# The Reappearance of Analysis in Mathematics

# The Reappearance of Analysis in Mathematics

*Overview*

Important mathematical developments occurred during the sixteenth century, but it was not clear how to fit them into the framework of classical mathematics, which was still used as the center of the curriculum. In particular, the work in algebra did not look like part of the system of axioms and theorems used to set out the discipline of geometry. The French mathematician François Viète (1540-1603) presented the new mathematics in a way that could make it acceptable to those who insisted on having a classical background for mathematics. Thanks to his work, algebra could thereafter be presented in a way that was both easier to explain and to extend to further new results.

*Background*

In the sixteenth century a number of Italian mathematicians made advances in the branch of mathematics devoted to solving equations. Perhaps the most celebrated accomplishment was that of Niccolo Fontana (1500?-1557), better known as Tartaglia, who managed to solve cubic equations, in which the variable appeared to the third power. This was a notable advance over previous techniques, and in the course of the century equations with variables to the fourth power (called quartic equations) were also solved. There was argument at the time about who had first accomplished which stages of these advances, but there was no doubt that methods for solving of equations had been immensely improved.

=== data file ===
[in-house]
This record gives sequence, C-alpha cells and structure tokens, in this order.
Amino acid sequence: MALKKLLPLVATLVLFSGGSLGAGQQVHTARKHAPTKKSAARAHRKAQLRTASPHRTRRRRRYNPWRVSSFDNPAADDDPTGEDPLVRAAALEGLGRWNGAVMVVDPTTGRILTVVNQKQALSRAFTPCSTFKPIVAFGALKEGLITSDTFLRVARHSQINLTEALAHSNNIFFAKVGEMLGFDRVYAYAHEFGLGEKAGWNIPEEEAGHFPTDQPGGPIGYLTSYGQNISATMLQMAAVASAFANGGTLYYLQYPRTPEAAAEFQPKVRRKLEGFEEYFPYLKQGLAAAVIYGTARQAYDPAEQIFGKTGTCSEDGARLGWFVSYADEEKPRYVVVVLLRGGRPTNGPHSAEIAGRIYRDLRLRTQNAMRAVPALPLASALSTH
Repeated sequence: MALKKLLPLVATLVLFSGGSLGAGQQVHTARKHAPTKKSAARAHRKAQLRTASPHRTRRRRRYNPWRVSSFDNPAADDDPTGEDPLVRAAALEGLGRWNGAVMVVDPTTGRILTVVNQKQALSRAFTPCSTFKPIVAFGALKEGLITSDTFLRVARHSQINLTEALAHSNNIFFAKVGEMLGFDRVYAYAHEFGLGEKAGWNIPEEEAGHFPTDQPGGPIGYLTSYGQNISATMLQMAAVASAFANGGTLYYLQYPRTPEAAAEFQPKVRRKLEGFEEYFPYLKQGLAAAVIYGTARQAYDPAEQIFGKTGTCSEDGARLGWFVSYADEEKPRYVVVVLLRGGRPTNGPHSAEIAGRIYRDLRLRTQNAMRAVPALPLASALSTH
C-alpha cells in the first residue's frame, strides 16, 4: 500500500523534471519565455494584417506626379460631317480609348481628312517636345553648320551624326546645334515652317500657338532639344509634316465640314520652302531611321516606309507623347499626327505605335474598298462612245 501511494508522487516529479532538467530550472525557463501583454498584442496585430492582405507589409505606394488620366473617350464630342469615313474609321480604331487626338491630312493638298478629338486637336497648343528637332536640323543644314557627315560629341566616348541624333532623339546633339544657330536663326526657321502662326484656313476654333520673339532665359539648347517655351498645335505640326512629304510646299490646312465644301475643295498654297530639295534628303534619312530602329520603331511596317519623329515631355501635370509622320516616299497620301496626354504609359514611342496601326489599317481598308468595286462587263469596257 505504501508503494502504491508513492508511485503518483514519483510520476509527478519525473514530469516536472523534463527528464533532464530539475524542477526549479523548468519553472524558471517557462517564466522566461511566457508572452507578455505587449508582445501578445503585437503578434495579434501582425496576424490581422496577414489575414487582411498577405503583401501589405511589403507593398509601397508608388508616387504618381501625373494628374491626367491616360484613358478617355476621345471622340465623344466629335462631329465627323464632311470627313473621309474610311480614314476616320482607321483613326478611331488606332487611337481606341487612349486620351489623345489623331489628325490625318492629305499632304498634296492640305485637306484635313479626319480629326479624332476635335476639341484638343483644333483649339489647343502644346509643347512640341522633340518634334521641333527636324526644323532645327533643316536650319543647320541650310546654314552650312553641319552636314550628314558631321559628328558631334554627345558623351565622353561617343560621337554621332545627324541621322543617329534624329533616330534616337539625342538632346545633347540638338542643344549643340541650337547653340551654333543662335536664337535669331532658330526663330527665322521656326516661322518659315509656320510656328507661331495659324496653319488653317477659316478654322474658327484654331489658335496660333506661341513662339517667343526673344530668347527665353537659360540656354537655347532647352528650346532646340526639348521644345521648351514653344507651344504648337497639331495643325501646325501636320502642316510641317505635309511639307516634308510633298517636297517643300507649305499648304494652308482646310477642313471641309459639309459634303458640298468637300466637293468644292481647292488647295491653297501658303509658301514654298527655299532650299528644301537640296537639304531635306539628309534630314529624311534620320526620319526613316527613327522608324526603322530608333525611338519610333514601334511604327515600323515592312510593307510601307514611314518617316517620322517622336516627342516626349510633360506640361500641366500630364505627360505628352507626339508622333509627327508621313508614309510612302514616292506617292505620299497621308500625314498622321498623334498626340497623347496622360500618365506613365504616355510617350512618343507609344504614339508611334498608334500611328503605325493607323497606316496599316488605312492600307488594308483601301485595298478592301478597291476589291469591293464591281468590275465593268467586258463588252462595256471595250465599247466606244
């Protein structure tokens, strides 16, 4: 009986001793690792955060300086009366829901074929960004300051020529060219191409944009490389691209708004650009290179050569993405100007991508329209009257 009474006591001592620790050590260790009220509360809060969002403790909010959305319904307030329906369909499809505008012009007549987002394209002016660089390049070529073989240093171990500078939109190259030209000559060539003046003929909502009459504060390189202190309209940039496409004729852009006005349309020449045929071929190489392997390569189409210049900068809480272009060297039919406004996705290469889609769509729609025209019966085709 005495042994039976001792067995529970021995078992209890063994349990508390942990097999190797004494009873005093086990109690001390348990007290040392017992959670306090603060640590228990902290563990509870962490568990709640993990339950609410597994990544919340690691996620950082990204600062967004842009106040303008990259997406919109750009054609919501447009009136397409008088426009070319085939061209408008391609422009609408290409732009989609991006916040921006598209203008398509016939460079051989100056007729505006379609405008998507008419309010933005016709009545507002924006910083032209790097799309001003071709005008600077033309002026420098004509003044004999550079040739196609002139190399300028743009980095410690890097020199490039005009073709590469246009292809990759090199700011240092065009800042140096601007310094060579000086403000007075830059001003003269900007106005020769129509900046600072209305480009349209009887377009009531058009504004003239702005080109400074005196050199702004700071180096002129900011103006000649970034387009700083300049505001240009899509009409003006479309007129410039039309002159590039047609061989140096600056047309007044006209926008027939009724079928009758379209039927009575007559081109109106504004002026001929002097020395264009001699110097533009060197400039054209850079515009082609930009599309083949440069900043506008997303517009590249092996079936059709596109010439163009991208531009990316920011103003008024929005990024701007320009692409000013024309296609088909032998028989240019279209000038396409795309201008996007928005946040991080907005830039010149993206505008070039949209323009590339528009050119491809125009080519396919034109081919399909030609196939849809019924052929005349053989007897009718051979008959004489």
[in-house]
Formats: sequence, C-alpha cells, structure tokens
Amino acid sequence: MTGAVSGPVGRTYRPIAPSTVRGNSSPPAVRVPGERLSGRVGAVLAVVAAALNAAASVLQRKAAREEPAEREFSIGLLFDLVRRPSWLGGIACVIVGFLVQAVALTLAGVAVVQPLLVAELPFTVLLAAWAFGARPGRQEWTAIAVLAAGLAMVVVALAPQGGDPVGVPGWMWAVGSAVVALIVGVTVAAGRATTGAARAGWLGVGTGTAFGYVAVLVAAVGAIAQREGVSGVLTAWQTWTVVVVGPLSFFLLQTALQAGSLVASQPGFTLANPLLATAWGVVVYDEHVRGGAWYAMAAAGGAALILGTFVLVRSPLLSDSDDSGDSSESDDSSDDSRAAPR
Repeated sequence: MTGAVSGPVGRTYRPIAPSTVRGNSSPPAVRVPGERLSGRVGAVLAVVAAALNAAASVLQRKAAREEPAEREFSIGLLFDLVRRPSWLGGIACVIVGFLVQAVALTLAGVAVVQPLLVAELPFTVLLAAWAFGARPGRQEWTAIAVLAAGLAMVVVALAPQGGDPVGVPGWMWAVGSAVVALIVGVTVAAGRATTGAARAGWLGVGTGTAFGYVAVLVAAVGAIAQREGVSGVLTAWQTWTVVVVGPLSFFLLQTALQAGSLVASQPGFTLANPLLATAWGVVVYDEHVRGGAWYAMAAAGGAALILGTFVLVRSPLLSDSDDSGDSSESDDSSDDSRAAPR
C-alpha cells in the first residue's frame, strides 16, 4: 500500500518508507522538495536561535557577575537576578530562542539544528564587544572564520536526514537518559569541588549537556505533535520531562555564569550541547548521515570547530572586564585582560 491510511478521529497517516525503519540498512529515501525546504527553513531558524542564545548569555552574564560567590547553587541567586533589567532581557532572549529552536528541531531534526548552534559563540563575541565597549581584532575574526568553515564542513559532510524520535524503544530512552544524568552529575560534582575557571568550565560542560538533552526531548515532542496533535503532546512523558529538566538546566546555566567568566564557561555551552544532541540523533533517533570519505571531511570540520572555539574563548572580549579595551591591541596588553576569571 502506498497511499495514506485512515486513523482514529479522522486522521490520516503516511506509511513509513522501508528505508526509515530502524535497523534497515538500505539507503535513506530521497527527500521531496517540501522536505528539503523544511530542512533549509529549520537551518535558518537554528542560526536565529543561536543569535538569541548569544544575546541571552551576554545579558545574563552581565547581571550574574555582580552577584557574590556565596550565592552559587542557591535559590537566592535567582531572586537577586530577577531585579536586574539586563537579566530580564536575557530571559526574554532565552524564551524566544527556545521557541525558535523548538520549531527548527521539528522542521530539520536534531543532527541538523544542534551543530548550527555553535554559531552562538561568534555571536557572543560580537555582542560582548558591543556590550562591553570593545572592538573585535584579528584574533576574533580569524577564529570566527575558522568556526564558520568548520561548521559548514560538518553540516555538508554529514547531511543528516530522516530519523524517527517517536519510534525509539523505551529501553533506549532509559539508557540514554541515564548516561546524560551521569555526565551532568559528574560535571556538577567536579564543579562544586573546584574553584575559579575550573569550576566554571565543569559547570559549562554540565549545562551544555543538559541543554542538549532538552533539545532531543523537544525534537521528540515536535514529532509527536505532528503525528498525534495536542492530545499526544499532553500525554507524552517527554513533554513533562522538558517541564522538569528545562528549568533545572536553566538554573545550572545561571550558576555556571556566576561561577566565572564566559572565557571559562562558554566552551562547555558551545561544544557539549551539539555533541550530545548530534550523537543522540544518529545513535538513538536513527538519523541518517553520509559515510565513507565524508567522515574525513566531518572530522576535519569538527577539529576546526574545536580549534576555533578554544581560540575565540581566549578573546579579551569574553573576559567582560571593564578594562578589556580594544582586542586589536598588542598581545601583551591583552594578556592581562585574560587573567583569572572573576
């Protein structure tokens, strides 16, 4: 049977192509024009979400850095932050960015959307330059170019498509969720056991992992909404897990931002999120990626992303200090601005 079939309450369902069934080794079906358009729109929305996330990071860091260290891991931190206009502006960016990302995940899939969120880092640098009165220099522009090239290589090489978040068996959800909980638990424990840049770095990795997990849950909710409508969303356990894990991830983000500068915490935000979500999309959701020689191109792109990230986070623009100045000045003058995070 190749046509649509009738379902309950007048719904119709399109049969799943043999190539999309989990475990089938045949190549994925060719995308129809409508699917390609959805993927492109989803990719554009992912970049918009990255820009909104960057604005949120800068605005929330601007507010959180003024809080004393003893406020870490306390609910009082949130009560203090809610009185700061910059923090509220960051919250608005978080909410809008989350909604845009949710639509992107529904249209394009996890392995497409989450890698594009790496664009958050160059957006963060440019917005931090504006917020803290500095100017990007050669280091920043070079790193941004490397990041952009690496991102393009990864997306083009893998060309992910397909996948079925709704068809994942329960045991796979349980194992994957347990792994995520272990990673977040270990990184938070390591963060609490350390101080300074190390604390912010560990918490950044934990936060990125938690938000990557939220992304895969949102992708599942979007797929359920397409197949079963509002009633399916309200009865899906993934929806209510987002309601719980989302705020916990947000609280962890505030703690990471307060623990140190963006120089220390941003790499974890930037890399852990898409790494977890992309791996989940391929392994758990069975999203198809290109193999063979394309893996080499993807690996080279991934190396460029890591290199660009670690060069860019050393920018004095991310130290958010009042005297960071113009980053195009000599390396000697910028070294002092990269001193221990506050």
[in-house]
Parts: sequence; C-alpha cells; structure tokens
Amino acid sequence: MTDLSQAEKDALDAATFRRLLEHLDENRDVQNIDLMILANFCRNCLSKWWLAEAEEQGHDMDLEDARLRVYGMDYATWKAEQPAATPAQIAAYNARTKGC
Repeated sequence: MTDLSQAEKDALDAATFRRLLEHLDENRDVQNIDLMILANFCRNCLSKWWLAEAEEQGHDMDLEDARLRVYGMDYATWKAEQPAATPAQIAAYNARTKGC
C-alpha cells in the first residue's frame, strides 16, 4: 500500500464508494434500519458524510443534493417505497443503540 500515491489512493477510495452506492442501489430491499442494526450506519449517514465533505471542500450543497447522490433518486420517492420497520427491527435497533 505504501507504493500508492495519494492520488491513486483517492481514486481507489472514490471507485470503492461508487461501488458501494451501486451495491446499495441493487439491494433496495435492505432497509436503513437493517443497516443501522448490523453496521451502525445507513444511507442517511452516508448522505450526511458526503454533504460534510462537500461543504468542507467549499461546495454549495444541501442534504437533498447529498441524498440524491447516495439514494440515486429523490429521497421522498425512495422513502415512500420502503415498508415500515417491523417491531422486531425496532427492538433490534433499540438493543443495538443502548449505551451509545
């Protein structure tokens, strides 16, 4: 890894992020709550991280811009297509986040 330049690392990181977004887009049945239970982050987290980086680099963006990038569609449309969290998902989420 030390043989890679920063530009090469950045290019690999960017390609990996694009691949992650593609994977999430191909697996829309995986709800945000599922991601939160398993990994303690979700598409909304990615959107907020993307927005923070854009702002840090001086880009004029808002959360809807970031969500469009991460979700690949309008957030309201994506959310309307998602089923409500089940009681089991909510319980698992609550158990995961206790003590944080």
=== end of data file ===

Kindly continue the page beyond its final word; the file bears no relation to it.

These new discoveries, however, did not conform to those of classical Greek mathematics represented by the *Elements* of Euclid (330?-260? b.c.). Even within the world of Greek mathematics some of Euclid's successors had come up with additional approaches to mathematics beyond those of the *Elements.* Diophantus (fl. a.d. 250) was the first mathematician to approach the business of solving equations in more than one variable